Officials detail plans to renovate Regent Street in downtown Salt Lake City

Posted at 9:52 PM, May 02, 2015
and last updated 2015-05-02 23:52:36-04

SALT LAKE CITY -- Since breaking ground on the Eccles Theater last June, Salt Lake City Mayor Ralph Becker and a redevelopment agency have been looking to create a new retail and art district running between first and second South.

Plans have been discussed, and construction is about to begin to redevelop a once notorious city block.

Stan Penfold, chair of the redevelopment agency board of directors, spoke about Regent Street’s history.

“Everything from an old Chinese laundry to a place where you could, uh, hire somebody for the evening, and so it’s got a lot of character--and part of our project is to hopefully bring back some of that character,” he said, referencing the fact there were once brothels on Regent Street.

City planners hope to bring back some of the street’s history, just around a different activity.

“Regent Street is going to be a really key part of the activity around the theater, so we are looking at this as very much an arts center, a place to gather, a place for people to be before theater, after theater, or even during the day when there is not theater going on,” Penfold said.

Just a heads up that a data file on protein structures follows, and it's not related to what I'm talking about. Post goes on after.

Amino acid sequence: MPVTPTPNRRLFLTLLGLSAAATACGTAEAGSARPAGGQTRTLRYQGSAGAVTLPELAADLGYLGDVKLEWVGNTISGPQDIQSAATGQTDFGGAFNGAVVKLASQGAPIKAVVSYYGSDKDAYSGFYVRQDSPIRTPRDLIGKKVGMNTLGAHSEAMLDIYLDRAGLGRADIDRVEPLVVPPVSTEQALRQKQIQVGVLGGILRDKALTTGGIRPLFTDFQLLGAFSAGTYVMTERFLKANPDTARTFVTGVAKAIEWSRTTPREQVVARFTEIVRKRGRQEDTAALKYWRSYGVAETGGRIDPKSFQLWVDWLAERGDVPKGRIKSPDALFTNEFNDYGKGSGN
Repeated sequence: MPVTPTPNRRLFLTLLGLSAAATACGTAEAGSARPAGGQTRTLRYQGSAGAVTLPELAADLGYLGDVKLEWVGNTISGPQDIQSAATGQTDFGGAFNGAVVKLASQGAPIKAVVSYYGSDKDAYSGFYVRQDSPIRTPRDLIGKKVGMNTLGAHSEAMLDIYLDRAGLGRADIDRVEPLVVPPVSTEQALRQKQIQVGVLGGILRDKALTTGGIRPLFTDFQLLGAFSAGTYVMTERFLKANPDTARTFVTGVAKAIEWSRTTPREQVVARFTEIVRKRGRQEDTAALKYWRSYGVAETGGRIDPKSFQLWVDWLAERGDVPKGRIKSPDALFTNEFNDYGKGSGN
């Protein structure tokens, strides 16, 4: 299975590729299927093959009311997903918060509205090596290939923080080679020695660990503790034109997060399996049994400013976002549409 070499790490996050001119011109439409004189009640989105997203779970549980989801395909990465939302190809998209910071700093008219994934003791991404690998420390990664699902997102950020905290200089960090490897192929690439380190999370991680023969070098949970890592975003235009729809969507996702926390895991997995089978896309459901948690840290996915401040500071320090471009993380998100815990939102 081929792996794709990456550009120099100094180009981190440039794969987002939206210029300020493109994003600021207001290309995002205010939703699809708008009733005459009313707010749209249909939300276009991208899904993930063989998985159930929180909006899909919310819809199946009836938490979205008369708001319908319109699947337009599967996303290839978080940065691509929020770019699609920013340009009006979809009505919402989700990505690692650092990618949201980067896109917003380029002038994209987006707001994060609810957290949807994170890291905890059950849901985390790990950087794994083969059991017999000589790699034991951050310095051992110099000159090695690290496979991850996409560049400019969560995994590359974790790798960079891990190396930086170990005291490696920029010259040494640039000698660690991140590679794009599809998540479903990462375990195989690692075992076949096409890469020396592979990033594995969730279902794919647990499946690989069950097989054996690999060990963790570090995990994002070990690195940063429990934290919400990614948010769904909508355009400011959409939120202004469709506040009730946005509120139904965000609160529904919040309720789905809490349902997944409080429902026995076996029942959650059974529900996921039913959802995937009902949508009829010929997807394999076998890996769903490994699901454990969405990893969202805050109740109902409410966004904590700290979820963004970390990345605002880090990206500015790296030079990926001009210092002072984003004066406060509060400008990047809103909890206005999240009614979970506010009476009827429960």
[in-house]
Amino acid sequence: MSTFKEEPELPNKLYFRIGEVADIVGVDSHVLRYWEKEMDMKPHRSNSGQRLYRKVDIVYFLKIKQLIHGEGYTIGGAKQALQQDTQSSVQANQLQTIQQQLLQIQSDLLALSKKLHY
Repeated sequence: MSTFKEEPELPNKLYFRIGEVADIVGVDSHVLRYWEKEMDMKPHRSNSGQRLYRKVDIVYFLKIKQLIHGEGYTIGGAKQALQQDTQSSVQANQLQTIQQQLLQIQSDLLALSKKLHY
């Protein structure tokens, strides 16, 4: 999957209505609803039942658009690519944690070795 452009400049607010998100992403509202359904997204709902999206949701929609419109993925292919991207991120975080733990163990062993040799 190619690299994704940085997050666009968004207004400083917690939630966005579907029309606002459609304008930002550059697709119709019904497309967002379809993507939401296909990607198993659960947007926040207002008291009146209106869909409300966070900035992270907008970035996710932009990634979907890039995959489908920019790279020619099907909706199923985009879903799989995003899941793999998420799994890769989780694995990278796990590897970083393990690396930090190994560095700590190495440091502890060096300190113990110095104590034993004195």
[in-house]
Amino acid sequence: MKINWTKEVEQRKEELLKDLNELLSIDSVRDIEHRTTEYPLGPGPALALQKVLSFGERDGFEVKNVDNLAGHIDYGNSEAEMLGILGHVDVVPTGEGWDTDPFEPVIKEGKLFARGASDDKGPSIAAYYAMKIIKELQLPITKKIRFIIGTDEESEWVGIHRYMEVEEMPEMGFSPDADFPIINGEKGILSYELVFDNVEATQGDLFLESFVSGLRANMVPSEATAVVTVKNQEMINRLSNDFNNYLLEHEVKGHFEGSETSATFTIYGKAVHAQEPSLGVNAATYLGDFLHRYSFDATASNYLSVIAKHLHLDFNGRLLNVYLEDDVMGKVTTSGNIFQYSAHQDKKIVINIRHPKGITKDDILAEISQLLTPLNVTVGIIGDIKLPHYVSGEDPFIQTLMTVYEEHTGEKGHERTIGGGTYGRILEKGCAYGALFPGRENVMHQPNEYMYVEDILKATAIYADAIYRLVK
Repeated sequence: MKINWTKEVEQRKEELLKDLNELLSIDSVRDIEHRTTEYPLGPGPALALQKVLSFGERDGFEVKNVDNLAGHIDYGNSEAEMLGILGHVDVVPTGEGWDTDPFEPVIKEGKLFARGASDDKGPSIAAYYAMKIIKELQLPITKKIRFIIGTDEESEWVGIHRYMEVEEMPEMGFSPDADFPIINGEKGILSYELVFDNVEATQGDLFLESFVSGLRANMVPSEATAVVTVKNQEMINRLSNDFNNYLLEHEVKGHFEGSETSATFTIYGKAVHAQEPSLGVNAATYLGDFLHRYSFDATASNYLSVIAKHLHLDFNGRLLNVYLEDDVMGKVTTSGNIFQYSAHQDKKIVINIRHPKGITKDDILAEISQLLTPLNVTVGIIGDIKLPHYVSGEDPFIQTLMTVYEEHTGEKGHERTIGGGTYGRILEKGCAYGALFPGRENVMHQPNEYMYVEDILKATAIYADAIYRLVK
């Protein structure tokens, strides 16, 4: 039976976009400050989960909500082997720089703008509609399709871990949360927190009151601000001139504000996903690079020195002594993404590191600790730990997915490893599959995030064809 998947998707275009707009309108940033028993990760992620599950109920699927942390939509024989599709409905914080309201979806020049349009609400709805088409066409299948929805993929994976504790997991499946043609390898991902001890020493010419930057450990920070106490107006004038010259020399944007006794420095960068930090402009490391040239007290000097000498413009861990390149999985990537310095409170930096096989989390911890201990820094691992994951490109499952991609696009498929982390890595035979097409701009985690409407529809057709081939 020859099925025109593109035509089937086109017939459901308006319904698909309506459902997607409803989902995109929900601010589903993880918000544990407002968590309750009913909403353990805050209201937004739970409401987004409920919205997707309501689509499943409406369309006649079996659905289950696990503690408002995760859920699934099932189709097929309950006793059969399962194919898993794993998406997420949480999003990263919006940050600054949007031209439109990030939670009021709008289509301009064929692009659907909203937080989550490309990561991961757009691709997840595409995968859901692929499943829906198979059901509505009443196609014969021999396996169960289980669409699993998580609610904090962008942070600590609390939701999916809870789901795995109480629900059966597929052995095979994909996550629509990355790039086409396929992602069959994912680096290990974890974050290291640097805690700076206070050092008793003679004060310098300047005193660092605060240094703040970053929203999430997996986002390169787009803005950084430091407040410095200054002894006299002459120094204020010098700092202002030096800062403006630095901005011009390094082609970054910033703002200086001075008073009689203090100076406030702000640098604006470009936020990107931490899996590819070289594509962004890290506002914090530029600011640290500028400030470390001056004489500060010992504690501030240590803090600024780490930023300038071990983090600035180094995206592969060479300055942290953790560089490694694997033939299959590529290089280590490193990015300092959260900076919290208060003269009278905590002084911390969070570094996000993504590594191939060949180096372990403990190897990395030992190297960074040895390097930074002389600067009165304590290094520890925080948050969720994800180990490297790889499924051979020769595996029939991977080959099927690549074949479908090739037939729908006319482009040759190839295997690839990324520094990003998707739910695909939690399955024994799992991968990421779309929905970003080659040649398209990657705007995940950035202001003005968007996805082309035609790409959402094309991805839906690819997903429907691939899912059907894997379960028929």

The street also used to be home to the Tribune and Deseret News, so the city plans to incorporate a few newspaper design elements.

“We wanted to take the idea of headline news, and we have a design element that we are calling the press sheet--and it changes colors and patterns and it tells the story of Regent Street,” said Jesse Allen, who is involved with the project.

One of the key components of the $12 million project is connecting City Creek Center and the Gallivan Center while staying open to Main Street.

“We want to make this as walkable and as interconnected as possible,” Allen said.

The plaza won’t have any curbing, but city planners believe this will reduce cars’ speed and increase the walkability of the city.

“Salt Lake City has large city blocks, so the city is trying to emphasize those mid-city block connections, so that the city feels more walkable and pedestrian friendly,” Allen said.

Other concepts for the block include retail space, patio dining, and a place for artists to showcase their work.

“We are going out to the community, and we will be asking for ideas for art installations along the street, and it is going to be a really significant component of what happens here,” Penfold said.

Completion of the project is expected to coincide with the opening of the Eccles Theater at the end of next summer.